Fair Pay is an Olmstead Issue

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Bruce Darling

Bruce Darling, President/CEO of the Center for Disability Rights, is a publicly appointed member of New York State’s Most Integrated Setting Coordinating Council (MISCC). The Council is charged with advising the state on how to comply with the Olmstead decision and develop a plan to ensure that New Yorkers with Disabilities are able to live in the Most Integrated Setting. The Council is charged with making recommendations on both policy and funding.

Every member of the public who spoke during the comment period urged Governor Hochul and her administration to fully fund the New York State Fair Pay for Home Care Act to ensure that home care workers receive a minimum wage of $22.50 per hour. Mr. Darling who spoke on behalf of the Council’s Deinstitutionalization Committee made the following comments in support of Fair Pay for Home Care during the Council meeting.

CDR’s Board Vice Chair, Kenyatta DaCosta, speaks with the NYS Chief Disability Officer in the War Room about the importance of Fair Pay for Home Care.

As public members, we have been appointed to the Council to advise the state on how to comply with the Olmstead decision and develop a plan to ensure that New Yorkers with Disabilities are able to live in the Most Integrated Setting which includes our own homes in the community with services and supports. The Council is charged with making recommendations on policy and funding. I appreciate that we are moving forward with the committees, and I am very happy to chair the Deinstitutionalization Committee. I want to thank the community members and state staff who have participated in those meetings – particularly the community members who are volunteering their time. I do my best to represent you.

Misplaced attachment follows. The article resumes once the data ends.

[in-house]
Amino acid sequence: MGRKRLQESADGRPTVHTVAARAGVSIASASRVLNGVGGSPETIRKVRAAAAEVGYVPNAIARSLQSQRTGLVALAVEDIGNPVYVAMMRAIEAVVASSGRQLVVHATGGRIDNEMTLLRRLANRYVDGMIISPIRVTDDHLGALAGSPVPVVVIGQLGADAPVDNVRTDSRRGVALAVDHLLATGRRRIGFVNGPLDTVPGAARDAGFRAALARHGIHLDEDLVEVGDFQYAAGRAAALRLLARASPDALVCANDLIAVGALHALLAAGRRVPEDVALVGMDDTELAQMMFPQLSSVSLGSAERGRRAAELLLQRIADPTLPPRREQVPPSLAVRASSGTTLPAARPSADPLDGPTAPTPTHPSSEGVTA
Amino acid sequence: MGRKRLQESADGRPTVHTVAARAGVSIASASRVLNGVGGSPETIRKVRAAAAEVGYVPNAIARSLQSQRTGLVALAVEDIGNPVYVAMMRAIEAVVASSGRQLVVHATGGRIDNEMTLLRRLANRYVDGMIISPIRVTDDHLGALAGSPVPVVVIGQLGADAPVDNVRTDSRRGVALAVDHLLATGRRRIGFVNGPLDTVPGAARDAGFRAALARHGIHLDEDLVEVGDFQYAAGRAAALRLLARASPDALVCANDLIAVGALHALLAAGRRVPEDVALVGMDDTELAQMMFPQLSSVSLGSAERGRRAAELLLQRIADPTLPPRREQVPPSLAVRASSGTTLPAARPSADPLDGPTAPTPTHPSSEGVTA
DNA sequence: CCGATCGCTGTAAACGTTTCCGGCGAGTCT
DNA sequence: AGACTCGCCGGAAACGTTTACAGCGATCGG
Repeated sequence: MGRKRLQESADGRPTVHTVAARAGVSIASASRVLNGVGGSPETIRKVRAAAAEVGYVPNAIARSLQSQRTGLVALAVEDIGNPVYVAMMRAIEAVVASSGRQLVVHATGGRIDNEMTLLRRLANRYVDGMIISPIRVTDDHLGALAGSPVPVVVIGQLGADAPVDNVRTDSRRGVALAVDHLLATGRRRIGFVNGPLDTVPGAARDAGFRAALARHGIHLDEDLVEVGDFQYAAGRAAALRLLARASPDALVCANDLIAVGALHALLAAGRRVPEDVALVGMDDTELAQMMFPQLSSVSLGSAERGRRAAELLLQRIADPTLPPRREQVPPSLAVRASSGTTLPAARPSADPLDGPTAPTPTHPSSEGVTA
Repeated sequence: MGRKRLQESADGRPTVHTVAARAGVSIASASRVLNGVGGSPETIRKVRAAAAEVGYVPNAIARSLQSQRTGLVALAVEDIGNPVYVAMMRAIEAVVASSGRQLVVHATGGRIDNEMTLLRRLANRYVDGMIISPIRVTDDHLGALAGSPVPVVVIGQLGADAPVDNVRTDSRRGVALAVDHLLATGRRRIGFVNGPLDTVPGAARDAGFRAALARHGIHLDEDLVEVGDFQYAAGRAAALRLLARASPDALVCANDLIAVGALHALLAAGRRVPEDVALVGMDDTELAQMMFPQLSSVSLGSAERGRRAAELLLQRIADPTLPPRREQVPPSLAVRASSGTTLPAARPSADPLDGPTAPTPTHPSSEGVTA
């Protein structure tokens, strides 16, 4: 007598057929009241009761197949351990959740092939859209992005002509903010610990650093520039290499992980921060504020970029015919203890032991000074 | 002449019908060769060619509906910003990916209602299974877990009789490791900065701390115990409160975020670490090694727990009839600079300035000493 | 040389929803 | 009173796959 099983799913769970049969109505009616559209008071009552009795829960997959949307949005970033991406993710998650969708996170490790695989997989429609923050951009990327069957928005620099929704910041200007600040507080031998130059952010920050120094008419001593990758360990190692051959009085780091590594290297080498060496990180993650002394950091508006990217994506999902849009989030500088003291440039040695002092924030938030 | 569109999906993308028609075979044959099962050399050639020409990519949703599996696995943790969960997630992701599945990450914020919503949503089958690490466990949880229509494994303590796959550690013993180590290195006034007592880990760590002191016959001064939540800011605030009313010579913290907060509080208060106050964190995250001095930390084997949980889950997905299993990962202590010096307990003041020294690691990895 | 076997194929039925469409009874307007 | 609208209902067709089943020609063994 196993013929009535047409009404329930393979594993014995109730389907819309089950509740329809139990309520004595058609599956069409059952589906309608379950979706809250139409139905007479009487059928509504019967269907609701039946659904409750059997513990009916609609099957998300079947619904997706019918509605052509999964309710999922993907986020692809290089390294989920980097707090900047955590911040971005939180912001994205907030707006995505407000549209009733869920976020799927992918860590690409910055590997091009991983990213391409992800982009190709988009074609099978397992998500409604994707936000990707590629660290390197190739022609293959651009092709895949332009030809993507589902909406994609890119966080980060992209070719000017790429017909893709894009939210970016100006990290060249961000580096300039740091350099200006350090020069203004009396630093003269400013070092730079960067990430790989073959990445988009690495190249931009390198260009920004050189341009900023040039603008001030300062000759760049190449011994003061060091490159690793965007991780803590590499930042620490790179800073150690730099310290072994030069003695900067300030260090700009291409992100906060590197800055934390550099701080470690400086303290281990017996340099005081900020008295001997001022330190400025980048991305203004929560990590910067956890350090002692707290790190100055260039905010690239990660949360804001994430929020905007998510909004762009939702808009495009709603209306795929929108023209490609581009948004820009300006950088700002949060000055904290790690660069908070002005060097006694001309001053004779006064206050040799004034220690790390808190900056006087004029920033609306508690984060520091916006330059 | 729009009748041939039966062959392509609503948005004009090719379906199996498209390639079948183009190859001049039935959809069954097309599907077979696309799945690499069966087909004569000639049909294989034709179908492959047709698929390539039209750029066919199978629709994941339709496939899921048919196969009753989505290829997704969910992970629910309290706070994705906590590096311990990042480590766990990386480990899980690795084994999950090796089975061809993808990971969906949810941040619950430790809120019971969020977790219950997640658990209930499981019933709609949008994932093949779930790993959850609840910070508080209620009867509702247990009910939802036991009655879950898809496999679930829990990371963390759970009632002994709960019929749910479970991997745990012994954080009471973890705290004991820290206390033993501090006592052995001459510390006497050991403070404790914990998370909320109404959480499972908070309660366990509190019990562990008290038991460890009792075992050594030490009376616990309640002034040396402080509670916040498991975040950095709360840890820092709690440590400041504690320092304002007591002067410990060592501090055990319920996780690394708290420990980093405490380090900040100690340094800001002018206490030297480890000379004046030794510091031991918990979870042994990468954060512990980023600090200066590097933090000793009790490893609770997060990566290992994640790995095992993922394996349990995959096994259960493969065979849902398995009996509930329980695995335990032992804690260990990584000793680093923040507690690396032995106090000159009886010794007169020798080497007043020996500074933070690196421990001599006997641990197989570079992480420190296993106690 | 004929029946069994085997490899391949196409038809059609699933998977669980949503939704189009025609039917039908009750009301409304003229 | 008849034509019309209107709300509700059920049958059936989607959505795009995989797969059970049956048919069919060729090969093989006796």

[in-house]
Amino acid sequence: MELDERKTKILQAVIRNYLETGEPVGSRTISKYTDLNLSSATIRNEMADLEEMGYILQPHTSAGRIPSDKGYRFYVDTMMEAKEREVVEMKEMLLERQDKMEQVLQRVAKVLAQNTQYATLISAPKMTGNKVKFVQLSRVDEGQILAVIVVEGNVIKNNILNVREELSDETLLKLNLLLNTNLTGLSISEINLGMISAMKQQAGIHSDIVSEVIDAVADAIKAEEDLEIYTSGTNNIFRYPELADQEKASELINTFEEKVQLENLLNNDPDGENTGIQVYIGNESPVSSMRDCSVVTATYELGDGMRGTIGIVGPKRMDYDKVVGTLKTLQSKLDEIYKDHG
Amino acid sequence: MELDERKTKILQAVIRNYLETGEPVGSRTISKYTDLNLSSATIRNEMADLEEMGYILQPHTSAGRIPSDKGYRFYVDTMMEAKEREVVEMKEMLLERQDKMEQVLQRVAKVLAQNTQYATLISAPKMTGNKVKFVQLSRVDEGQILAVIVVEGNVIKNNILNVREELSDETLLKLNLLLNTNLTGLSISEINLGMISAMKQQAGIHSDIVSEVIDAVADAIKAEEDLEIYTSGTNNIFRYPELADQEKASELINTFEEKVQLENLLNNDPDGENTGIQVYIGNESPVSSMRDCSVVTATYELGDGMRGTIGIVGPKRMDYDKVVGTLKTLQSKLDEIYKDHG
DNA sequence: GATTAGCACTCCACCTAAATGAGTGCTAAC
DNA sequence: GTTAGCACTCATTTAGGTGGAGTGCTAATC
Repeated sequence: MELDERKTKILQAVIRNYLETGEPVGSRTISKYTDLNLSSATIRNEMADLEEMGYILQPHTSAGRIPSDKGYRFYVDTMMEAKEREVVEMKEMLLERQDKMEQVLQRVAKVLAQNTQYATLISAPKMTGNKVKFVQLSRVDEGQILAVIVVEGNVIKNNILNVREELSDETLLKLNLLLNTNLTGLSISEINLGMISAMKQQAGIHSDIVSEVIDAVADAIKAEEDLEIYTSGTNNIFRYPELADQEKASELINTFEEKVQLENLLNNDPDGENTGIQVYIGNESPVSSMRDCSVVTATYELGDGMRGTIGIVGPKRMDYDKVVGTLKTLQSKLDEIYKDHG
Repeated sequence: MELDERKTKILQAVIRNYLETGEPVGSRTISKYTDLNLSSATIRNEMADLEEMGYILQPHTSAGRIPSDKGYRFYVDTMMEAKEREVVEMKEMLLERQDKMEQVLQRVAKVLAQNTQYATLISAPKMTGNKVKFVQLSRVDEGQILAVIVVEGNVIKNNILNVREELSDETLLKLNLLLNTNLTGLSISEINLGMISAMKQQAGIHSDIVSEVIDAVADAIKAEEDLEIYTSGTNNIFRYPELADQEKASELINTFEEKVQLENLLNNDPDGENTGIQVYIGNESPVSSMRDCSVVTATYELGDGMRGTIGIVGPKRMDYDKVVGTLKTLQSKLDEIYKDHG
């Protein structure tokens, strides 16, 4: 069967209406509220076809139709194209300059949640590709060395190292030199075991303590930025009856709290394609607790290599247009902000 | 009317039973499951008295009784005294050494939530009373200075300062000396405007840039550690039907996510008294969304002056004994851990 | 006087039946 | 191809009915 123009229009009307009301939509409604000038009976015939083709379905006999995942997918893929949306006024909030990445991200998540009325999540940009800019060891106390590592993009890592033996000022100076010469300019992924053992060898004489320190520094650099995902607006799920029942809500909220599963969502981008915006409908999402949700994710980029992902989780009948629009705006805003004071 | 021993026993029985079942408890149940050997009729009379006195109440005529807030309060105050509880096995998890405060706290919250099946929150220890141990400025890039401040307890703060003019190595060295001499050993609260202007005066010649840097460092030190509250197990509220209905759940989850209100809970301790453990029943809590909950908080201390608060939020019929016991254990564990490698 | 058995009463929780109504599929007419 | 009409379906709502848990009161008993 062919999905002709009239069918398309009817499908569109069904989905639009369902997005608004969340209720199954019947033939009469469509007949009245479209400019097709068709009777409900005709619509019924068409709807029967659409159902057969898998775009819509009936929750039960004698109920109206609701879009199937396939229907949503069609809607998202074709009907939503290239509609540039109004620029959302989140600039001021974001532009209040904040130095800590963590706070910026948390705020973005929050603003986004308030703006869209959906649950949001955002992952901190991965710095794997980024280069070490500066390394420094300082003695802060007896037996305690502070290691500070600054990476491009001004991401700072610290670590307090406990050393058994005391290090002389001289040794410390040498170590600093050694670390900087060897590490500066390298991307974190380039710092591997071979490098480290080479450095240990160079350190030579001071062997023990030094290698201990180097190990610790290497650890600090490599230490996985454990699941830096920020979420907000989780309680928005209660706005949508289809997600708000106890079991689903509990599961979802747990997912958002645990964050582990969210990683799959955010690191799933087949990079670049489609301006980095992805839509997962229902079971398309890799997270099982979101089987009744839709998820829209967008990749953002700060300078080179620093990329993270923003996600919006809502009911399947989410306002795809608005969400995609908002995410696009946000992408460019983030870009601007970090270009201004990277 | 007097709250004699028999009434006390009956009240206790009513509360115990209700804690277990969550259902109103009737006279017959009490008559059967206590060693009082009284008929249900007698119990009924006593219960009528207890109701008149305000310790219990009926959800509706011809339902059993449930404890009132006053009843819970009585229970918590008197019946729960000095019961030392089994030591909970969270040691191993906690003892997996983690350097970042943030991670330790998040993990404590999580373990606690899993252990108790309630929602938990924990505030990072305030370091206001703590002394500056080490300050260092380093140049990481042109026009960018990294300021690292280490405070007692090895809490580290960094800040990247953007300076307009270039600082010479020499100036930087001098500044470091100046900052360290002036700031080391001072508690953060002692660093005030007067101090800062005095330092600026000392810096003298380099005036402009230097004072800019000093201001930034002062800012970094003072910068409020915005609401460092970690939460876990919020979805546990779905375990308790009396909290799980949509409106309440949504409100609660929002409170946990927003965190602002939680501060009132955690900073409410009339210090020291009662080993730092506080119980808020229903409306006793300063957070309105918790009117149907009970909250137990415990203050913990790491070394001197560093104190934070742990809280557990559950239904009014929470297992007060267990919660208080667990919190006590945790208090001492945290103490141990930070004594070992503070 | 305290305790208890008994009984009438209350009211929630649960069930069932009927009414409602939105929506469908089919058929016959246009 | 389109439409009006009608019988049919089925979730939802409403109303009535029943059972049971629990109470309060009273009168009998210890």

The home care workforce crisis has been a significant issue discussed by Deinstitutionalization Committee members because the inability to secure workers is preventing people with disabilities from leaving nursing facilities. There is no question that the low wages paid to these workers has created this crisis. To put a finer point on it, in upstate NY, state law requires that fast food workers receive a minimum of $15 per hour while the state funds home care so that attendants only earn the basic minimum wage of $13.20.

The Executive Budget treated the home care funding to support the increased minimum wage as a raise. This isn’t welcome relief to home care workers, who are primarily women of color, it is an insult.

The Hochul administration needs to recognize that the low wages paid to this category of workers is the modern-day remnant of our nation’s shameful history of slavery and the abhorrent way we treat immigrants. This is not just rhetoric. The exclusion of home care workers from fair pay is a deliberate and racist injustice that was codified in national labor law. When the 1938 Fair Labor Standards Act was passed, guaranteeing minimum wages and standardizing hours, the statute was deliberately interpreted to exclude domestic workers as well as agricultural workers — many of whom were immigrants and African-Americans who would have performed these same functions while in bondage. More recently, a number of years ago, when I was researching the rates paid for home care services, I couldn’t understand why the rate’s direct care and training threshold was lower in NYC that other parts of the state even though the cost of living was (for me) mind-blowingly high. It was pointed out to me by a state worker that the rate structure deliberately suppressed the wages of workers in NYC because there was an abundance of immigrants willing to work for the low pay.